Drug Policy Question of the Week – 11-17-10
As answered by Mary Jane Borden, Editor of Drug War Facts for the Drug Truth Network on 11-17-10. http://www.drugtruth.net/cms/node/3151
Question of the Week: Is drug classification accurate?
NIDA “encourage(s) teens to get factual answers from scientific experts about drugs and drug abuse.”
NIDA’s publication for this event entitled, “Drugs: Shatter the Myths,” contains “Facts” for marijuana, tobacco, methamphetamine, prescription drugs, and “huffing.” A search of it for “alcohol” finds no fact for this substance that is used monthly by 10 million American teens aged 12-20. This publication also omitted facts concerning heroin, cocaine, and crack.
Last week, the prestigious medical journal, The Lancet, published an article entitled, “Drug harms in the UK: a multicriteria decision analysis.” A panel of experts used this analysis technique to rate 20 different drugs on 16 total criteria of harm to the individual and harm to others.
This study found alcohol to be the most harmful drug. Its harm to others was rated as almost twice that for heroin and crack cocaine that placed second and third in this category. Heroin, crack cocaine, and methamphetamine were scored as most harmful to the individual. Still, alcohol’s overall harm score was 50% higher than that for runners up heroin and cocaine, dwarfing the scores of the seventeen other drugs evaluated.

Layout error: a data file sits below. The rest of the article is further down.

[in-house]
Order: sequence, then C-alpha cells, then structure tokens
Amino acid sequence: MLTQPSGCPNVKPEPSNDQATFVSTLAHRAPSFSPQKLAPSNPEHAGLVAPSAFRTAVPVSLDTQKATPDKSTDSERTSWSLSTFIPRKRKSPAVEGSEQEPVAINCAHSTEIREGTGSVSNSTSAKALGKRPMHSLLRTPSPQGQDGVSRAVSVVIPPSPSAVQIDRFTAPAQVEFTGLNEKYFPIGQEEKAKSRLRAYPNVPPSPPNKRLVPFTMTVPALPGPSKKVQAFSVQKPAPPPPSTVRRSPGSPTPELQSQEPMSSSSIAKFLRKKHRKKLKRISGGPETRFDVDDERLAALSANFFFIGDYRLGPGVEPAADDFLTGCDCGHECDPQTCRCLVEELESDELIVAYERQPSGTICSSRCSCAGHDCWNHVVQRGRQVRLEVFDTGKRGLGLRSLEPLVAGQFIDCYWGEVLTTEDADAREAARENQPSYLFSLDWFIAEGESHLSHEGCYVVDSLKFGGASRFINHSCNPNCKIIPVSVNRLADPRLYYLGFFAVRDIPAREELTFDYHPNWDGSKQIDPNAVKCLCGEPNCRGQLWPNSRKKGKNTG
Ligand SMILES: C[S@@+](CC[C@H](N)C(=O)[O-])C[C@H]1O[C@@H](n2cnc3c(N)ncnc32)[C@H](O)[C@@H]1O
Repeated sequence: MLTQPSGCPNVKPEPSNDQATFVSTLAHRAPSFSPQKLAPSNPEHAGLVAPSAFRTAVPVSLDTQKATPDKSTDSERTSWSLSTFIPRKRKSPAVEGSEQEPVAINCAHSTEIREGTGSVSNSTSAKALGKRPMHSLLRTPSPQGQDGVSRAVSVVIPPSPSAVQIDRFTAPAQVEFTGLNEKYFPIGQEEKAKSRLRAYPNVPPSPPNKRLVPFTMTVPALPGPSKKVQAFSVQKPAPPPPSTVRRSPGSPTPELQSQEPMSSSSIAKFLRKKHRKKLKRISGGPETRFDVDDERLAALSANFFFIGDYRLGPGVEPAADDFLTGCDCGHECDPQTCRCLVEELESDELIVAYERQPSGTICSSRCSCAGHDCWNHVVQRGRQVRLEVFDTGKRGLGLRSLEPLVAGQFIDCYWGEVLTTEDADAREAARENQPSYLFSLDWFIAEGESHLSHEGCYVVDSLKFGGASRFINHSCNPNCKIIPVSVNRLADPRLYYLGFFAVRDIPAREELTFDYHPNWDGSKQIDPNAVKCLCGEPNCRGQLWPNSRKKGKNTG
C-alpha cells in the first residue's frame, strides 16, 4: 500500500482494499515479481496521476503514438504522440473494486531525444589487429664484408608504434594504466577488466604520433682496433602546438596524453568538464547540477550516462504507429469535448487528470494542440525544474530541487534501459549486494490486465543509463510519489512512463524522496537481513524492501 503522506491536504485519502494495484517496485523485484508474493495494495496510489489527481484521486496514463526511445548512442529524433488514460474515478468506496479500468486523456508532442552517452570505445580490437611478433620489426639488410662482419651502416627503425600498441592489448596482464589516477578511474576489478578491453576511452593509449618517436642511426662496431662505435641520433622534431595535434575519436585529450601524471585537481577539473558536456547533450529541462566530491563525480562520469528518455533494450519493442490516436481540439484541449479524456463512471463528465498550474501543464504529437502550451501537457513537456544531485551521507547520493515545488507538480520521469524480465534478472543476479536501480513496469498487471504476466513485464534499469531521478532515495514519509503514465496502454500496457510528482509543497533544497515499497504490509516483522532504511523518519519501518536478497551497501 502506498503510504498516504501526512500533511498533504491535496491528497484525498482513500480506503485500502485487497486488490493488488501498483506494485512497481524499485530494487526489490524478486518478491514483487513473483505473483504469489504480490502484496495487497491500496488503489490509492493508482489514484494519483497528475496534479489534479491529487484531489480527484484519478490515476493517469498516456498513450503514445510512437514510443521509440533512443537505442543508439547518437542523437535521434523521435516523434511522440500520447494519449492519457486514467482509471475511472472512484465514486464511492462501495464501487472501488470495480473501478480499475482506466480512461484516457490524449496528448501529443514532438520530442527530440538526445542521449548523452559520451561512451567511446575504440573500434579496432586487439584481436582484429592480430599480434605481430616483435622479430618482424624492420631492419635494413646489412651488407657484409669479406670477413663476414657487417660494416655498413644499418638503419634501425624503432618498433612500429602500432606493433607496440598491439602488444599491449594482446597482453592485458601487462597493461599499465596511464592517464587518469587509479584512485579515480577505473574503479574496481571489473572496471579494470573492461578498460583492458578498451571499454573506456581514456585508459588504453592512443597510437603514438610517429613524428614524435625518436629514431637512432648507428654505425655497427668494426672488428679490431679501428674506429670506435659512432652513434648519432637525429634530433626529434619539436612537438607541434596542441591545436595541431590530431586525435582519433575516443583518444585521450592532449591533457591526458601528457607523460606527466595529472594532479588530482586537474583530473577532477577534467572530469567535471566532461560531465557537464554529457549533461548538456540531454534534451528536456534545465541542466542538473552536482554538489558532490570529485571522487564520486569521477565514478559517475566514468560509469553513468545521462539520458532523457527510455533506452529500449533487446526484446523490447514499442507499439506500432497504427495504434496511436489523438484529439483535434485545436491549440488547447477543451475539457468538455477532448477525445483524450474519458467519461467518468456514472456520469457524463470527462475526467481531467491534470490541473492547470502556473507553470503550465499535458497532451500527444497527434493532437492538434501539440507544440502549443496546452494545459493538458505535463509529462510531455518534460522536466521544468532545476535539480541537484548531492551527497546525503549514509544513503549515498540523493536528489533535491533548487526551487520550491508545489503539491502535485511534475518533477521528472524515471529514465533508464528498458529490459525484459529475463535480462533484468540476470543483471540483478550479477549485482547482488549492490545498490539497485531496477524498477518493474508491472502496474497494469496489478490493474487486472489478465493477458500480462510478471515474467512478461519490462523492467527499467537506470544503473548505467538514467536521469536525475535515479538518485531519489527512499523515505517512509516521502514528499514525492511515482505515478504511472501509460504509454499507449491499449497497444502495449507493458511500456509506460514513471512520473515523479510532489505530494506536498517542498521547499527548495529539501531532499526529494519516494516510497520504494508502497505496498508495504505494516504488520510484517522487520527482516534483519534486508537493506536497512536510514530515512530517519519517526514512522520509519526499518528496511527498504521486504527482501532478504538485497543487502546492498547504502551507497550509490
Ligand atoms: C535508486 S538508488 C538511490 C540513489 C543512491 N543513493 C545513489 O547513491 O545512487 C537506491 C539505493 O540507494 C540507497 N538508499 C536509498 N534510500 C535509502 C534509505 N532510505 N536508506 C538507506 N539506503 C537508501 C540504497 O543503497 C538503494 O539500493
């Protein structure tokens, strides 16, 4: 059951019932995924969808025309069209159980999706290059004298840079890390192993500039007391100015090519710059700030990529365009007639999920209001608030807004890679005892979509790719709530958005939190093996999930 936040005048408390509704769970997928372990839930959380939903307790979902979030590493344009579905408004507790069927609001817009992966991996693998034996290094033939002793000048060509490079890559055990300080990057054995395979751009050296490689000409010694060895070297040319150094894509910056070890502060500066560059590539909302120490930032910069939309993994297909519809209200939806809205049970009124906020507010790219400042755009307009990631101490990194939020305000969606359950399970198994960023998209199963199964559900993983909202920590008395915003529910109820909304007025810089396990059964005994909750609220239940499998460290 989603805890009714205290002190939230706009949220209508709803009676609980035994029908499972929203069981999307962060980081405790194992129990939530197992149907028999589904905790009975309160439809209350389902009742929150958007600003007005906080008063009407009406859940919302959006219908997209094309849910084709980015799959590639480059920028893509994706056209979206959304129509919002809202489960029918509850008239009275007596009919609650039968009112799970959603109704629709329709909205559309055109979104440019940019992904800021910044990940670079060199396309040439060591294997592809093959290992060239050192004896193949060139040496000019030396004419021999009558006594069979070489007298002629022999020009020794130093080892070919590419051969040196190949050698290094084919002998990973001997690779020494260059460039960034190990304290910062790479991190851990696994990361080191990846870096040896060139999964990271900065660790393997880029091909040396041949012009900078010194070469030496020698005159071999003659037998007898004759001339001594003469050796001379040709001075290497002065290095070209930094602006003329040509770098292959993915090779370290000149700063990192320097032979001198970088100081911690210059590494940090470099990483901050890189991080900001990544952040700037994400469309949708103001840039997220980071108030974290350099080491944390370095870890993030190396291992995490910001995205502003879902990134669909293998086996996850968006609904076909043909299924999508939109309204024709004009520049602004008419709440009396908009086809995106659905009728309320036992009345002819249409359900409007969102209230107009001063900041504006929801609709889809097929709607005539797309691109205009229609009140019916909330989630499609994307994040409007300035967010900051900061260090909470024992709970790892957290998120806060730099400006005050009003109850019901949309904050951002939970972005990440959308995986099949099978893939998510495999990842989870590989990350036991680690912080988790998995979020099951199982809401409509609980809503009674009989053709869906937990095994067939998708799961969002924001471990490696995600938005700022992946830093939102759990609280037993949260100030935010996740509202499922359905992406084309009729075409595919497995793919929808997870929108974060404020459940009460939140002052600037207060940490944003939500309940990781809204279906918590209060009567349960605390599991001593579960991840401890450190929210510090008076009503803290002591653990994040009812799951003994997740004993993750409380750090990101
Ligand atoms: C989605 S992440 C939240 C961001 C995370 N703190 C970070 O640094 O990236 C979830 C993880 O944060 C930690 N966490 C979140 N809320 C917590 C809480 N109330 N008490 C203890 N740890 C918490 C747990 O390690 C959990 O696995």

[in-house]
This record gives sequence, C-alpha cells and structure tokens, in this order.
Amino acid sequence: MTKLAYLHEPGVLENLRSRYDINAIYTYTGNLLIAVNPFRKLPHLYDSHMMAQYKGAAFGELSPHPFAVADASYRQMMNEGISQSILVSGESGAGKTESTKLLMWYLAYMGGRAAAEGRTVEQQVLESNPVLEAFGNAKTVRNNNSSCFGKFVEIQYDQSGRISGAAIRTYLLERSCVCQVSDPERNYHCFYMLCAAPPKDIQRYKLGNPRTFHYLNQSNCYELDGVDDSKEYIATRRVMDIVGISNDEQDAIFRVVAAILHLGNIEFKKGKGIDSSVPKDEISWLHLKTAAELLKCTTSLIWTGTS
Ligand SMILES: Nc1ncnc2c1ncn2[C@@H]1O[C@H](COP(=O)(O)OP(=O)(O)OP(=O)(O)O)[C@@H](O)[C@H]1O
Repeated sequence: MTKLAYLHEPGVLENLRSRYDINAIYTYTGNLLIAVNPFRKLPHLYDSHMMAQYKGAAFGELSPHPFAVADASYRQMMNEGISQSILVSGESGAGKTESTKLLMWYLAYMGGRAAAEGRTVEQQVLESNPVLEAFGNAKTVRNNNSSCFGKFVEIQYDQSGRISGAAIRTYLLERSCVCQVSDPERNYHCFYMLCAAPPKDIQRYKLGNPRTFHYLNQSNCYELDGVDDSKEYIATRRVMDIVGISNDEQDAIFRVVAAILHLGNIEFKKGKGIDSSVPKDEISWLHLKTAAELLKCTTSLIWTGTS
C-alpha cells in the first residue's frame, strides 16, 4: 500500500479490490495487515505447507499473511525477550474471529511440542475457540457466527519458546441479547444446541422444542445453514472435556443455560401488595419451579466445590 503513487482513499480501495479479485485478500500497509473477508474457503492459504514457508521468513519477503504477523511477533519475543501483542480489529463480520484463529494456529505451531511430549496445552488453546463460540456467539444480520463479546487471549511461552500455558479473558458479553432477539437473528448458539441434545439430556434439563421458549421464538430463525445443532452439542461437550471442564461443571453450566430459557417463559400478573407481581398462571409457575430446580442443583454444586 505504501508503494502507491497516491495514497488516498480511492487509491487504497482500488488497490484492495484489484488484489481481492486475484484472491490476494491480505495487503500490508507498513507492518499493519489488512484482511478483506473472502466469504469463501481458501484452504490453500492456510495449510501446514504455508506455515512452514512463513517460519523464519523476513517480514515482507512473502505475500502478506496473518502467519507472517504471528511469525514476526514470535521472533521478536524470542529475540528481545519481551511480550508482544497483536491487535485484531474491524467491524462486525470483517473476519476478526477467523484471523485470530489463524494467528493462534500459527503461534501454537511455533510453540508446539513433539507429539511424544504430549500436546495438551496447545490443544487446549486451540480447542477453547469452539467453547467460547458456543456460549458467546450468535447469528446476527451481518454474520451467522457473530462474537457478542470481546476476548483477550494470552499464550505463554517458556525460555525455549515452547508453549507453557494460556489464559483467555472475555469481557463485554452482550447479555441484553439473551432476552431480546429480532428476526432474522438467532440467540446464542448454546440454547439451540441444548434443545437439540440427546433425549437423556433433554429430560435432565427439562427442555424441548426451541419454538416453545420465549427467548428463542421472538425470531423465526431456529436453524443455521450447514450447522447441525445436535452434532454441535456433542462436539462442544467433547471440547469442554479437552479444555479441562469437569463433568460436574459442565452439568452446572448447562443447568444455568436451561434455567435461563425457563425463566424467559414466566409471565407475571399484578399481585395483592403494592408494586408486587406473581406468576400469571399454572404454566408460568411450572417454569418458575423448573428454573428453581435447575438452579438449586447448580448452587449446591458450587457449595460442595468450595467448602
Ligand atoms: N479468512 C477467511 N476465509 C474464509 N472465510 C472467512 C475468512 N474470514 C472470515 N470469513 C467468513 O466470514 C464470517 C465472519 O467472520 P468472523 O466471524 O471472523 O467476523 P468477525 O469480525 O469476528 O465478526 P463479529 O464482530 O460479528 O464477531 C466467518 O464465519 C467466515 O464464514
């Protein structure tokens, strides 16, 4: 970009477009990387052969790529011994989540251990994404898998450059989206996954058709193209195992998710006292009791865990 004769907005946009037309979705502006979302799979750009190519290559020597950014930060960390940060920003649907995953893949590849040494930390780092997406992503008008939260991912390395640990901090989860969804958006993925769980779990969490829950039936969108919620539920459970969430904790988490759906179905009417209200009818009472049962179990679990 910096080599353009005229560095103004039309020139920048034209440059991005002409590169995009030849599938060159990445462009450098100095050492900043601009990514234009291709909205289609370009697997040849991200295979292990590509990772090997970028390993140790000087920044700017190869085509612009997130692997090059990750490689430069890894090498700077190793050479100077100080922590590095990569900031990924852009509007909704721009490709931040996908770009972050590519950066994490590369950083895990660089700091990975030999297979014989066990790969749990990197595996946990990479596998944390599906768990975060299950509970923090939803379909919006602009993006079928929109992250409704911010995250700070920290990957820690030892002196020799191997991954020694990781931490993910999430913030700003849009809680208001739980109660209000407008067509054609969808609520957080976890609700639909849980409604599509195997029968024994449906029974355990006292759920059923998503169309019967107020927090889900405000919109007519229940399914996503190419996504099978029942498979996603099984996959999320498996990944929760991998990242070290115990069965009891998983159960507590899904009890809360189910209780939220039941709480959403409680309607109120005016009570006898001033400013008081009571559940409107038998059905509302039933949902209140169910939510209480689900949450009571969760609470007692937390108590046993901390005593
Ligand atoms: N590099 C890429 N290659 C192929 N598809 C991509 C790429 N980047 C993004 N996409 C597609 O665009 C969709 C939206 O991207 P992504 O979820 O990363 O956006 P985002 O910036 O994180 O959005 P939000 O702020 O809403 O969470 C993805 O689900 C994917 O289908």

It appears that the three drugs deemed to be most harmful in one of the most prestigious scientific journals — alcohol, crack cocaine, and heroin — were overlooked in NIDA’s official publication for National Drug Facts Week.
The Lancet article sums up this omission concluding,
“the present drug classification systems have little relation to the evidence of harm.”
Questions concerning these or other facts concerning drug policy can be e-mailed to firstname.lastname@example.org